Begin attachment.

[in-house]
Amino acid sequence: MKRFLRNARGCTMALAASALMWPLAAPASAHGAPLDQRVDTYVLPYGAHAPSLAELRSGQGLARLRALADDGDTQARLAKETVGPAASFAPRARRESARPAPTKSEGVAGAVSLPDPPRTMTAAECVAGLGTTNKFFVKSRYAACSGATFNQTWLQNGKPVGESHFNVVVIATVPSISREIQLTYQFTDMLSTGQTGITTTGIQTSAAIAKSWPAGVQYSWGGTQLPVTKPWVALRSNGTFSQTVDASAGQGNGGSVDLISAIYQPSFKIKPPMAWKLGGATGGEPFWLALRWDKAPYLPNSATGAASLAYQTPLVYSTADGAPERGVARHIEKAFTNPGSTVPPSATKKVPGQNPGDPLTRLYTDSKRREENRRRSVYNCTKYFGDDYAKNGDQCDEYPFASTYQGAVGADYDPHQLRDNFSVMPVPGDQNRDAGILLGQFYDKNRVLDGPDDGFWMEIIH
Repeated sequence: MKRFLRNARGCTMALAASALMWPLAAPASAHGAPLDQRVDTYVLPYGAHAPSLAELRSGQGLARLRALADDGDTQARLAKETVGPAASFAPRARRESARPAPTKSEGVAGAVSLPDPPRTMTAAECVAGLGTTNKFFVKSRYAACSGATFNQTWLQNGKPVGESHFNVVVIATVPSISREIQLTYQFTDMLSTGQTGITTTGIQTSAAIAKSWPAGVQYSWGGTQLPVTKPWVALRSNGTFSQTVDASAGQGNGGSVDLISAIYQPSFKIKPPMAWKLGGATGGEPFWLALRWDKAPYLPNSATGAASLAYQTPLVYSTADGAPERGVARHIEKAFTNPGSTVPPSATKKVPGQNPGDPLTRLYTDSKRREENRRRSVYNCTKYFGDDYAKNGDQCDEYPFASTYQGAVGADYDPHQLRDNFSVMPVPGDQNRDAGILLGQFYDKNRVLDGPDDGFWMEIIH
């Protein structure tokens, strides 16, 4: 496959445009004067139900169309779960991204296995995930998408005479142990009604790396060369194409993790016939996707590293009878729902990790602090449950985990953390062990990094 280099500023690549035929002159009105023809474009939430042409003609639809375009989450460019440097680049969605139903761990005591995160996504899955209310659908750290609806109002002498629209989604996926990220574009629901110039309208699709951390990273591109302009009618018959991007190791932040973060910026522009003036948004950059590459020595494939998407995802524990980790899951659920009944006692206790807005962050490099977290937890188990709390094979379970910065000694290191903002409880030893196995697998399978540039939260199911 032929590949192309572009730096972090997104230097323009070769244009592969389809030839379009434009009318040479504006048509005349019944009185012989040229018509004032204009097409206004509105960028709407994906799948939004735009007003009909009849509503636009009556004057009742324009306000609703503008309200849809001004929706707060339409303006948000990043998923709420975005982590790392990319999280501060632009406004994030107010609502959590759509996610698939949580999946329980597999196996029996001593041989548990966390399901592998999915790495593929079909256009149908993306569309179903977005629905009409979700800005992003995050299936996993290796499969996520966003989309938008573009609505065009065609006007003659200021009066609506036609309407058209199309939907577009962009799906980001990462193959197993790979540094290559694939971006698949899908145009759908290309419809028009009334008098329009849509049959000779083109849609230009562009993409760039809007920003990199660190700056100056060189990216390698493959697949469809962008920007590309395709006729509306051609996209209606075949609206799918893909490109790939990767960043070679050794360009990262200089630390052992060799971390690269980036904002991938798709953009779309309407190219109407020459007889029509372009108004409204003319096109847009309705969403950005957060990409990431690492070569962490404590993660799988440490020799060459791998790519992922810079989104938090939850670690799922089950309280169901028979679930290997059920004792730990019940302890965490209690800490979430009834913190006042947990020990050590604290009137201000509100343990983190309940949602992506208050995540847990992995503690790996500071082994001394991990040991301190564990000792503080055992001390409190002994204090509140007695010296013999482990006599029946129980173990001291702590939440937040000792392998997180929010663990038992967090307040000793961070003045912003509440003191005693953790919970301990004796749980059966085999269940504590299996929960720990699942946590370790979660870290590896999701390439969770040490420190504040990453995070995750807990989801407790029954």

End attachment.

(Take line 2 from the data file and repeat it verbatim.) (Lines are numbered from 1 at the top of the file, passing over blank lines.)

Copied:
Amino acid sequence: MKRFLRNARGCTMALAASALMWPLAAPASAHGAPLDQRVDTYVLPYGAHAPSLAELRSGQGLARLRALADDGDTQARLAKETVGPAASFAPRARRESARPAPTKSEGVAGAVSLPDPPRTMTAAECVAGLGTTNKFFVKSRYAACSGATFNQTWLQNGKPVGESHFNVVVIATVPSISREIQLTYQFTDMLSTGQTGITTTGIQTSAAIAKSWPAGVQYSWGGTQLPVTKPWVALRSNGTFSQTVDASAGQGNGGSVDLISAIYQPSFKIKPPMAWKLGGATGGEPFWLALRWDKAPYLPNSATGAASLAYQTPLVYSTADGAPERGVARHIEKAFTNPGSTVPPSATKKVPGQNPGDPLTRLYTDSKRREENRRRSVYNCTKYFGDDYAKNGDQCDEYPFASTYQGAVGADYDPHQLRDNFSVMPVPGDQNRDAGILLGQFYDKNRVLDGPDDGFWMEIIH